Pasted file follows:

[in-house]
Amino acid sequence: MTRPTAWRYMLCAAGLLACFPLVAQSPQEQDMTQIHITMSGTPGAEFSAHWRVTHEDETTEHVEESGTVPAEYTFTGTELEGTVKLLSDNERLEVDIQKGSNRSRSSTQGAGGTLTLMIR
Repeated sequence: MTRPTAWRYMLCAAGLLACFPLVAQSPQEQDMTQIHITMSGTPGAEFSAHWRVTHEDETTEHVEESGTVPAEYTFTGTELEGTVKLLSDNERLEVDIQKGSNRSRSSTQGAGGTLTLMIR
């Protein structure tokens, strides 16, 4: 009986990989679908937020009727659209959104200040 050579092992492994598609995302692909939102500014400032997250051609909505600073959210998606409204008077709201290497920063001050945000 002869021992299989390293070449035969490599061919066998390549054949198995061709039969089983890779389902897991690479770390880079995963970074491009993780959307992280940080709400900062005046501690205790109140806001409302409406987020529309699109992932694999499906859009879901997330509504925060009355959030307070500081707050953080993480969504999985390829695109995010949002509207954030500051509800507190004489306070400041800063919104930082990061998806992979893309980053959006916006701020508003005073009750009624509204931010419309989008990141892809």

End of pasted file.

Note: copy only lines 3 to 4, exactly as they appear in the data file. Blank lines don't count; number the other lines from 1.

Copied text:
Repeated sequence: MTRPTAWRYMLCAAGLLACFPLVAQSPQEQDMTQIHITMSGTPGAEFSAHWRVTHEDETTEHVEESGTVPAEYTFTGTELEGTVKLLSDNERLEVDIQKGSNRSRSSTQGAGGTLTLMIR
């Protein structure tokens, strides 16, 4: 009986990989679908937020009727659209959104200040 050579092992492994598609995302692909939102500014400032997250051609909505600073959210998606409204008077709201290497920063001050945000 002869021992299989390293070449035969490599061919066998390549054949198995061709039969089983890779389902897991690479770390880079995963970074491009993780959307992280940080709400900062005046501690205790109140806001409302409406987020529309699109992932694999499906859009879901997330509504925060009355959030307070500081707050953080993480969504999985390829695109995010949002509207954030500051509800507190004489306070400041800063919104930082990061998806992979893309980053959006916006701020508003005073009750009624509204931010419309989008990141892809």